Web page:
Robert Underwood Johnson, Clarence Clough Buell, Battles and Leaders of the Civil War: The Opening Battles. Volume 1., Organization of the two governments. (search)
9-61) Governor H. T. Clark, acting (1861-2) Governor Zebulon B. Vance (1862-5) South Carolina Governor Francis W. Pickens (1860-2) Governor M. L. Bonham (1862-4) Governor A. G. Magrath (1864-5) Tennessee Governor Isham G. Harris (1857-65) Union military Governor Governor Andrew Johnson, (1862-5) Texas Governor Samuel Houston (1859-61) Governor Edward Clark, acting (1861) Governor Francis R. Lubbock 1861-3) Governor Pendleton Murrah (1863-5) Virginia Governor John Letcher (1860-4) Governor William Smith, (1864-5) Border States Kentucky Governor Beriah Magoffin (1859-62) Governor James F. Robinson (1862-3) Governor Thomas E. Bramlette (1863-7) Maryland Governor Thomas H. Hicks (1857-61) Governor A. W. Bradford (1861-5) Missouri Governor C. F. Jackson (1861) Union Governor H. R. Gamble (1861-4) Governor T. C. Fletcher (1864-8) N. B.-The Confederate Government of Kentucky was provisional in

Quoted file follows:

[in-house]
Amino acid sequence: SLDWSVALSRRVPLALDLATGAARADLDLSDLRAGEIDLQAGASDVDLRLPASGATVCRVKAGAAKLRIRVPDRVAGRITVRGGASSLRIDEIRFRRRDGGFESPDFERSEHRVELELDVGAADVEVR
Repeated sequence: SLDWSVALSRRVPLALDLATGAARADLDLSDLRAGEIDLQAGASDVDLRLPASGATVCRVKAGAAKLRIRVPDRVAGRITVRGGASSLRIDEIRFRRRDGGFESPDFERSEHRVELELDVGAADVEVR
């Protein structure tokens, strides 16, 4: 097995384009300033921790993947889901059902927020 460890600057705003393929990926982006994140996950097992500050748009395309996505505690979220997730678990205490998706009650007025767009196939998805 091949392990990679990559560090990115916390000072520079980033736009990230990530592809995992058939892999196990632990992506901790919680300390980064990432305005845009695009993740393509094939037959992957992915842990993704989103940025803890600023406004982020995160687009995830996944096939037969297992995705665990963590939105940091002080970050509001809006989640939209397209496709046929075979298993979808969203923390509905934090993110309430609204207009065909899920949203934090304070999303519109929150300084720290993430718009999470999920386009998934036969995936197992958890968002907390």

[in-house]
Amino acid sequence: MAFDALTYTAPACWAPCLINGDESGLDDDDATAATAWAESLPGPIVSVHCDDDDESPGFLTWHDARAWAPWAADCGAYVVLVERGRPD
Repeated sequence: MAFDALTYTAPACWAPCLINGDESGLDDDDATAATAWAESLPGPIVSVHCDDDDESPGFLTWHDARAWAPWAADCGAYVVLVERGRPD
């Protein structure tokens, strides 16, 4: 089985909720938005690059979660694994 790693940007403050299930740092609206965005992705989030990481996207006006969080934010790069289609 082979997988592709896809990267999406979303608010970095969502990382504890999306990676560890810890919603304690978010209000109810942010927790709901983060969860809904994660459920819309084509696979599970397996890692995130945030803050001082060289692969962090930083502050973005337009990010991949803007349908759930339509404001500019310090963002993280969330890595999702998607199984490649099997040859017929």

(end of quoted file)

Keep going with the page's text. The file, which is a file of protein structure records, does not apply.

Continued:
Robert Underwood Johnson, Clarence Clough Buell, Battles and Leaders of the Civil War: The Opening Battles. Volume 1., Washington on the Eve of the War. (search)
se the gutters of the capital to run with blood. While the volunteer force for the support of the Government was organizing, another force with exactly the opposite purpose was in course of formation. I learned that the great hall over Beach's livery stable was nightly filled with men who were actively drilled. Doctor B----, of well-known secession tendencies, was the moving spirit of these men, and he was assisted by other citizens of high standing, among whom was a connection of Governor Letcher of Virginia. The numbers of these occupants of Beach's hall increased rapidly, and I found it well to have a skillful New York detective officer, who had been placed at my disposition, enrolled among them. These men called themselves National volunteers, and in their meetings openly discussed the seizure of the national capital at the proper moment. They drilled industriously, and had regular business meetings, full reports of which were regularly laid before me every following morni